Non-Fiction · Picture Book Reviews · Picture Books

Review: Peek And Seek by Charlotte Milner and Violet Peto


Review: Peek And Seek by Charlotte Milner and Violet Peto

A flock of birds. A troop of monkeys. Peek under each flap to discover different animals, learn fun facts about their species and uncover a great big hide and seek game. With five different flaps and ten things to find in each spread, this book will keep young explorers happy for hours. 

I adore this book because it is a fact-file which is accessible to very young readers. Before we read paragraphs and sentences, before we even recognise letters, we have positive experiences with books. Hide-and-seek games are a wonderful way to share time with children. They are also brilliant for keeping kids entertained and they encourage children to be observant. Trusting that information is on the page, even if we can’t initially see it, is an important step to analytical-thinking. 

peekandseek2The short facts on each spread will encourage reading skills and help children to take an interest in wildlife. With more people than ever out of touch with nature, it is important that we use books and media to pass on our knowledge and vocabulary of the natural landscape. 

Peek And Seek is bold and colourful, with appealing illustrations. Each spread takes us straight into the landscape of the different species, from the snowy mountains where the wolves hunt to the burrows and tunnels beneath tree-roots where rabbits hide their food. There is lots to be learned from the illustrations alone: which other species can be found in a habit, what sort of home the animals keep and whereabouts in the world they might be found. The illustrations promote huge amounts of conversation which will teach children about the natural world. 

An attractive and engaging book which demands to be shared and enjoyed together. 


Many thanks to Antonia Wilkinson and Dorling Kindersley Limited for my copy of Peek And Seek. Opinions my own.

Non-Fiction · Picture Book Reviews · Picture Books

Picture Book Review: Once Upon A Raindrop – The Story Of Water by James Carter and Nomoco


Review: Once Upon A Raindrop – The Story Of Water by James Carter and Nomoco

Our world is so wet. We need water to survive. Venture on a journey through the world of water. Where does water come from and how does it move around our planet? Those questions and more are answered in this beautiful and informative book.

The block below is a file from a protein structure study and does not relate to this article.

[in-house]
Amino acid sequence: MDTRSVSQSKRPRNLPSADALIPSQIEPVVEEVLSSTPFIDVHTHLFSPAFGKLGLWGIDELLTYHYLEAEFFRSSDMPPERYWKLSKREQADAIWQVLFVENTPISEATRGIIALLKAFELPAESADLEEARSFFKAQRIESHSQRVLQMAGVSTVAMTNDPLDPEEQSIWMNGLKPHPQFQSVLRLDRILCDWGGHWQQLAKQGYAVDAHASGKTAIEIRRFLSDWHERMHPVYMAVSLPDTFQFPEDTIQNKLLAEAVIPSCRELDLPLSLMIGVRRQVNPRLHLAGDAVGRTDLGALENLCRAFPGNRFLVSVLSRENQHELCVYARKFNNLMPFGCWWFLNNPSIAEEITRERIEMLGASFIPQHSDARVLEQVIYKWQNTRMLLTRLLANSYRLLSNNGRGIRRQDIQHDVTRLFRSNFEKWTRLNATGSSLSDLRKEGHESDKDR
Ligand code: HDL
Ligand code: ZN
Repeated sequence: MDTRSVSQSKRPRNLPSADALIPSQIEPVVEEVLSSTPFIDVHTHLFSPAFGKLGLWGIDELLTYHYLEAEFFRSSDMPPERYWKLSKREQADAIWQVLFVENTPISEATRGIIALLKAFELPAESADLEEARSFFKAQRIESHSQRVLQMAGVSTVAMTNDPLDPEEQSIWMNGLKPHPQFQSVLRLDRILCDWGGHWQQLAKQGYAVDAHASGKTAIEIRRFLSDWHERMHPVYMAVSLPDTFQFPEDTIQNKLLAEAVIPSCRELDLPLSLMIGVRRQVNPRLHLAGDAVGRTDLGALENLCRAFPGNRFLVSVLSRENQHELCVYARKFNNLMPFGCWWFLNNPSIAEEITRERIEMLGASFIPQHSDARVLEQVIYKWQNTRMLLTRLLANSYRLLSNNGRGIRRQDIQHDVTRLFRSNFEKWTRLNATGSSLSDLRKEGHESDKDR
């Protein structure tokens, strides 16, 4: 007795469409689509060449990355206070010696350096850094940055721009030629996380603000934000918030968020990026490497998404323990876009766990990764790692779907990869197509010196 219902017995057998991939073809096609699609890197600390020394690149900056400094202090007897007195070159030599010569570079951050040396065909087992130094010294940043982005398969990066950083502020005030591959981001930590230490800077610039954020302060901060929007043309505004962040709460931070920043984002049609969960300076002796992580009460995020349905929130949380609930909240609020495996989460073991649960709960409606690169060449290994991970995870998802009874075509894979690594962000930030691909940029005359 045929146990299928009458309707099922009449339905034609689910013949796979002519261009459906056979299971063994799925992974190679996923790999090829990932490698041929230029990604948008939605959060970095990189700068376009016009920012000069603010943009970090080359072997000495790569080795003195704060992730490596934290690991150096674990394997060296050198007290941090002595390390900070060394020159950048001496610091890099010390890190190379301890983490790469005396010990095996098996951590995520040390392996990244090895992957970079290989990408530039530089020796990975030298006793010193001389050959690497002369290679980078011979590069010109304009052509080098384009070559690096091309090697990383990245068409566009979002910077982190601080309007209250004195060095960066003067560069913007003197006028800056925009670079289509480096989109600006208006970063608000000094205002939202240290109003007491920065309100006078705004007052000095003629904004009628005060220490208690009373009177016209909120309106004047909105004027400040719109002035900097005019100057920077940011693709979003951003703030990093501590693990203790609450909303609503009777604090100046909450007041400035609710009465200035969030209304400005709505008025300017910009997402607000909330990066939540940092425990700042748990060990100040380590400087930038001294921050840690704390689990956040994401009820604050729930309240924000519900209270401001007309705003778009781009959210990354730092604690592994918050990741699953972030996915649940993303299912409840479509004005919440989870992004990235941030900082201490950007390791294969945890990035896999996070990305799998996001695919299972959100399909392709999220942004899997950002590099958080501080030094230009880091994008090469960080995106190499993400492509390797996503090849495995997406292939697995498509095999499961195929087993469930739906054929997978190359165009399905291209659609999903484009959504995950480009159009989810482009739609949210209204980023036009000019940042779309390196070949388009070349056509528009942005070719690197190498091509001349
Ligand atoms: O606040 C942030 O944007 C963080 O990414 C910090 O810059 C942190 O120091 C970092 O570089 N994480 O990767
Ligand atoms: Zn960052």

This book is both informative and poetic. It immerses the reader into the world of water through questions and language, then gently imparts information about the origins of water and the water cycle. Information books for younger readers have come a long way in recent years. There is suddenly an understanding that information needs to come in small bites and that it needs to be presented in interesting and attractive ways to hold the reader’s attention.

img_7100Once Upon A Raindrop is a masterpiece of design. Kazuko Nomoco has produced designs for numerous brands and clients including The Guardian, The Folio Society, Audi and Moschino. I wasn’t the least bit surprised to find she had a background in communications – her designs remind me of the very best infographics. They grab your attention straight away and impart just enough information in one go. 

This is an information book for modern times. 

I love the minimalist colour-palette – different shades of blue and grey are occasionally broken with splashes of colour. The style is impressionistic, with very few lines. 

This would be suitable for children as young as four but would make a lovely gift for any child interested in geography or learning about the water cycle. It would also be a great book to use in art. It would inspire children to think outside the box about how they paint and draw water. 


Thanks to Caterpillar Books for my copy of Once Upon A Raindrop. Opinions my own.

Non-Fiction · Picture Book Reviews · Picture Books

Review: The Moon by Hannah Pang and Thomas Hegbrook


Review: The Moon by Hannah Pang and Thomas Hegbrook. 

For many years, man has looked up to the moon …

From artists to astronomers, poets to mathematicians to dreamers, the moon has been a source of inspiration and wonder to humankind. Myths have been told about the moon and songs written.

What is the moon and why does it continue to be a source of inspiration?

The Moon is special because it examines a topic from a multidisciplinary-perspective. Instead of being a science book or a history book or a collection of literature it looks at everything together.